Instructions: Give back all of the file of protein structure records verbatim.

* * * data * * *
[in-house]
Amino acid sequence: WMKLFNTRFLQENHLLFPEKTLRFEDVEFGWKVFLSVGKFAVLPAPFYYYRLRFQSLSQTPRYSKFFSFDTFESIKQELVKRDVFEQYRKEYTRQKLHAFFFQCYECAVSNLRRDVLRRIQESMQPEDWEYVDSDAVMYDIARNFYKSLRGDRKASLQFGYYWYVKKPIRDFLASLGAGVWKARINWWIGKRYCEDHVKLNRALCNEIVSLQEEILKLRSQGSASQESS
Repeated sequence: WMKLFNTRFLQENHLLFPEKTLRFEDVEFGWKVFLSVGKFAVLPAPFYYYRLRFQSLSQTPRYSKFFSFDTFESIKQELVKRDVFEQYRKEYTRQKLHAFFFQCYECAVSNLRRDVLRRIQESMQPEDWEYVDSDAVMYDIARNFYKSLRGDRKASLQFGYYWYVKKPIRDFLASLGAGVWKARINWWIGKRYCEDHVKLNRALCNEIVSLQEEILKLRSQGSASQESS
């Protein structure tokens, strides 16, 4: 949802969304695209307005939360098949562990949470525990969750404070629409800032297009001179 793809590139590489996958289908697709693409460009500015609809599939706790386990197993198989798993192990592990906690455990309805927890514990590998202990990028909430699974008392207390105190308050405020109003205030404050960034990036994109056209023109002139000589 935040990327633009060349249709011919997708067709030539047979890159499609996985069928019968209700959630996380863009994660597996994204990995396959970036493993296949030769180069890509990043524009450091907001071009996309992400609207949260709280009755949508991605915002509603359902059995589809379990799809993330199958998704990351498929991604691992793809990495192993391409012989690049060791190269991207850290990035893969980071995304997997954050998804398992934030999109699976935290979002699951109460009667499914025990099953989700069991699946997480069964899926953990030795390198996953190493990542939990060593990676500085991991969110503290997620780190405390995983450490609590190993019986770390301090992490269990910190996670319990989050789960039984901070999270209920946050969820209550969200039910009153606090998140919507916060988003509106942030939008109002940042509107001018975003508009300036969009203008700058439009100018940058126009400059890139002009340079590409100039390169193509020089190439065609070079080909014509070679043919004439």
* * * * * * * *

[in-house]
Amino acid sequence: WMKLFNTRFLQENHLLFPEKTLRFEDVEFGWKVFLSVGKFAVLPAPFYYYRLRFQSLSQTPRYSKFFSFDTFESIKQELVKRDVFEQYRKEYTRQKLHAFFFQCYECAVSNLRRDVLRRIQESMQPEDWEYVDSDAVMYDIARNFYKSLRGDRKASLQFGYYWYVKKPIRDFLASLGAGVWKARINWWIGKRYCEDHVKLNRALCNEIVSLQEEILKLRSQGSASQESS
Repeated sequence: WMKLFNTRFLQENHLLFPEKTLRFEDVEFGWKVFLSVGKFAVLPAPFYYYRLRFQSLSQTPRYSKFFSFDTFESIKQELVKRDVFEQYRKEYTRQKLHAFFFQCYECAVSNLRRDVLRRIQESMQPEDWEYVDSDAVMYDIARNFYKSLRGDRKASLQFGYYWYVKKPIRDFLASLGAGVWKARINWWIGKRYCEDHVKLNRALCNEIVSLQEEILKLRSQGSASQESS
């Protein structure tokens, strides 16, 4: 949802969304695209307005939360098949562990949470525990969750404070629409800032297009001179 793809590139590489996958289908697709693409460009500015609809599939706790386990197993198989798993192990592990906690455990309805927890514990590998202990990028909430699974008392207390105190308050405020109003205030404050960034990036994109056209023109002139000589 935040990327633009060349249709011919997708067709030539047979890159499609996985069928019968209700959630996380863009994660597996994204990995396959970036493993296949030769180069890509990043524009450091907001071009996309992400609207949260709280009755949508991605915002509603359902059995589809379990799809993330199958998704990351498929991604691992793809990495192993391409012989690049060791190269991207850290990035893969980071995304997997954050998804398992934030999109699976935290979002699951109460009667499914025990099953989700069991699946997480069964899926953990030795390198996953190493990542939990060593990676500085991991969110503290997620780190405390995983450490609590190993019986770390301090992490269990910190996670319990989050789960039984901070999270209920946050969820209550969200039910009153606090998140919507916060988003509106942030939008109002940042509107001018975003508009300036969009203008700058439009100018940058126009400059890139002009340079590409100039390169193509020089190439065609070079080909014509070679043919004439």